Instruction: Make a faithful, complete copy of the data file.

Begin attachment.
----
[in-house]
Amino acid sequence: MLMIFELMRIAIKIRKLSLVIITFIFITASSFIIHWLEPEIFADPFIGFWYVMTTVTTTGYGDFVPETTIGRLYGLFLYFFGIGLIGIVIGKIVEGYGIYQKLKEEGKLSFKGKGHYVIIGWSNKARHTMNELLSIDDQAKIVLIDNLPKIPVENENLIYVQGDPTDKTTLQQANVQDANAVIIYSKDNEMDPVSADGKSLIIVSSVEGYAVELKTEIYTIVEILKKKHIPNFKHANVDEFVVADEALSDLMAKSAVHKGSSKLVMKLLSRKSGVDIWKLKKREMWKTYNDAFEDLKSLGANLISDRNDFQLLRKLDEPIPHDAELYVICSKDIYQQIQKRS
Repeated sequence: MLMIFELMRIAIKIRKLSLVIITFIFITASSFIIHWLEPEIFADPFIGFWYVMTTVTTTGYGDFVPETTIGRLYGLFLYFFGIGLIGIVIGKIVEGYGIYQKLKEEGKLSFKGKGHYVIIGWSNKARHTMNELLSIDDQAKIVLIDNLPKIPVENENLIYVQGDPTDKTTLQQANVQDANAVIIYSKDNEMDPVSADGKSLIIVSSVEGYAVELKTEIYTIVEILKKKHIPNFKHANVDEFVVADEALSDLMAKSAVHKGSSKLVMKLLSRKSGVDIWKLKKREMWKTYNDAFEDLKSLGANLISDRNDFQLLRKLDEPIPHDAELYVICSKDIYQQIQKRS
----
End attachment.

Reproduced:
[in-house]
Amino acid sequence: MLMIFELMRIAIKIRKLSLVIITFIFITASSFIIHWLEPEIFADPFIGFWYVMTTVTTTGYGDFVPETTIGRLYGLFLYFFGIGLIGIVIGKIVEGYGIYQKLKEEGKLSFKGKGHYVIIGWSNKARHTMNELLSIDDQAKIVLIDNLPKIPVENENLIYVQGDPTDKTTLQQANVQDANAVIIYSKDNEMDPVSADGKSLIIVSSVEGYAVELKTEIYTIVEILKKKHIPNFKHANVDEFVVADEALSDLMAKSAVHKGSSKLVMKLLSRKSGVDIWKLKKREMWKTYNDAFEDLKSLGANLISDRNDFQLLRKLDEPIPHDAELYVICSKDIYQQIQKRS
Repeated sequence: MLMIFELMRIAIKIRKLSLVIITFIFITASSFIIHWLEPEIFADPFIGFWYVMTTVTTTGYGDFVPETTIGRLYGLFLYFFGIGLIGIVIGKIVEGYGIYQKLKEEGKLSFKGKGHYVIIGWSNKARHTMNELLSIDDQAKIVLIDNLPKIPVENENLIYVQGDPTDKTTLQQANVQDANAVIIYSKDNEMDPVSADGKSLIIVSSVEGYAVELKTEIYTIVEILKKKHIPNFKHANVDEFVVADEALSDLMAKSAVHKGSSKLVMKLLSRKSGVDIWKLKKREMWKTYNDAFEDLKSLGANLISDRNDFQLLRKLDEPIPHDAELYVICSKDIYQQIQKRS